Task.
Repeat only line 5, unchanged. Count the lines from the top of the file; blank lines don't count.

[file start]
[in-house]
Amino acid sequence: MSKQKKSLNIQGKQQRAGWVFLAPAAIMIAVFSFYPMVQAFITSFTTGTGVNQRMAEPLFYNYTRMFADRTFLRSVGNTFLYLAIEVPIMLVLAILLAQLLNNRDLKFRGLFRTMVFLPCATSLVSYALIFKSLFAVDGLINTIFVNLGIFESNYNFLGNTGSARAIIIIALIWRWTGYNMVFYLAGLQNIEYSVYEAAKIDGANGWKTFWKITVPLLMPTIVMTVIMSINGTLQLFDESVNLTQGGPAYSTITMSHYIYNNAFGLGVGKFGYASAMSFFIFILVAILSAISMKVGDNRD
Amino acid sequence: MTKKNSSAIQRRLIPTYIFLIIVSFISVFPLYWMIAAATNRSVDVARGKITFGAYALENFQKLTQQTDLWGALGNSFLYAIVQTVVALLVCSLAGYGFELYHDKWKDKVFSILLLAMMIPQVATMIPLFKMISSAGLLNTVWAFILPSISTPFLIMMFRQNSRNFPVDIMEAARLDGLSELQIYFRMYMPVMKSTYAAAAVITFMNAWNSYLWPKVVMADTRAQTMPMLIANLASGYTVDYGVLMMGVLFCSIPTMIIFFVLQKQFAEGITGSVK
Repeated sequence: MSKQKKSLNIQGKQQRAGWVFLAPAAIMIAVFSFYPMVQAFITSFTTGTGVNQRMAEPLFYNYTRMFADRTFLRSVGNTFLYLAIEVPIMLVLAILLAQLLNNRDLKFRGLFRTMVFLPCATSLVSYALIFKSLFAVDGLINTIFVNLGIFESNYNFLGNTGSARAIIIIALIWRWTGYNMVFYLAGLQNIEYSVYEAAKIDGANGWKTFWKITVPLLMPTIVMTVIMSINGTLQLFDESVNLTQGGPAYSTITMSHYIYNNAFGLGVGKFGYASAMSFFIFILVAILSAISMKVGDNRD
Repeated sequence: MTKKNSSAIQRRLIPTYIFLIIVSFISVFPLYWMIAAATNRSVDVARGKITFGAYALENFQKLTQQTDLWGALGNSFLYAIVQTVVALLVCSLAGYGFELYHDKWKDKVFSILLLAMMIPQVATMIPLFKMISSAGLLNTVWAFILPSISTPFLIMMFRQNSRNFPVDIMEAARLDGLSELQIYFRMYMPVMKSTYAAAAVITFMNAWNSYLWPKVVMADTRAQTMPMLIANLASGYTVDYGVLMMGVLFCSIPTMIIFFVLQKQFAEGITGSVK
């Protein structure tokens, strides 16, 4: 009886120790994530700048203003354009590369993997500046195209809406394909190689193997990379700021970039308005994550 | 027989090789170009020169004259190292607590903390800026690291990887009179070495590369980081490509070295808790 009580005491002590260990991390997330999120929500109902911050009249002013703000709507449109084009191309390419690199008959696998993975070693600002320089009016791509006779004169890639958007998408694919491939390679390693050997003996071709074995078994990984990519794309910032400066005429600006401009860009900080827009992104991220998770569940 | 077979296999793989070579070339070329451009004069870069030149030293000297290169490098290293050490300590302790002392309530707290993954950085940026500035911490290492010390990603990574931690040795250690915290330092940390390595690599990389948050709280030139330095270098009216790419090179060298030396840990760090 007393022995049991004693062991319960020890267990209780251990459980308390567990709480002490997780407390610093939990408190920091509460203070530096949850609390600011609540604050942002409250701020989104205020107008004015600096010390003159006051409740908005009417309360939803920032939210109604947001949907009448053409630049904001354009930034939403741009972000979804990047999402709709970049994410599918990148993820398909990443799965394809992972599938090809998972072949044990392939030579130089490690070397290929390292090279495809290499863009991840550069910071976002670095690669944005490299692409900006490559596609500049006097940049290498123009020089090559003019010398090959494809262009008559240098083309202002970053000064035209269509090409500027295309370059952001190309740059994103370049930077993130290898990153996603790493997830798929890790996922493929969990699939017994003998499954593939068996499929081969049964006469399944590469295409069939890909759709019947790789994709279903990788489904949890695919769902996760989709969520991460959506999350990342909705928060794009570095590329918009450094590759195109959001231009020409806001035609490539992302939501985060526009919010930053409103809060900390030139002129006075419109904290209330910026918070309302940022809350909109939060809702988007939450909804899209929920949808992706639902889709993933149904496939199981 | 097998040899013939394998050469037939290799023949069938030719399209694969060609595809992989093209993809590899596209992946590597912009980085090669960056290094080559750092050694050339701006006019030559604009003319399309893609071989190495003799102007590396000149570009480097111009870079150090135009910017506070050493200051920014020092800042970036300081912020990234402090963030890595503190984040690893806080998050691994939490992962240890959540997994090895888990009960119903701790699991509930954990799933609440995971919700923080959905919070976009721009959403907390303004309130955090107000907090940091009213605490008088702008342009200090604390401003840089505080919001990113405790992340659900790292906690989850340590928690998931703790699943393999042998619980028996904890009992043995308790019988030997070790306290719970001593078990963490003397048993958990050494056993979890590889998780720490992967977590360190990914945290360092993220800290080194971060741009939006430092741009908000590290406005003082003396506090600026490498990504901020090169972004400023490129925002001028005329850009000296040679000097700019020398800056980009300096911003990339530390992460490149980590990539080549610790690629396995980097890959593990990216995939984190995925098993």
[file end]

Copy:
Repeated sequence: MTKKNSSAIQRRLIPTYIFLIIVSFISVFPLYWMIAAATNRSVDVARGKITFGAYALENFQKLTQQTDLWGALGNSFLYAIVQTVVALLVCSLAGYGFELYHDKWKDKVFSILLLAMMIPQVATMIPLFKMISSAGLLNTVWAFILPSISTPFLIMMFRQNSRNFPVDIMEAARLDGLSELQIYFRMYMPVMKSTYAAAAVITFMNAWNSYLWPKVVMADTRAQTMPMLIANLASGYTVDYGVLMMGVLFCSIPTMIIFFVLQKQFAEGITGSVK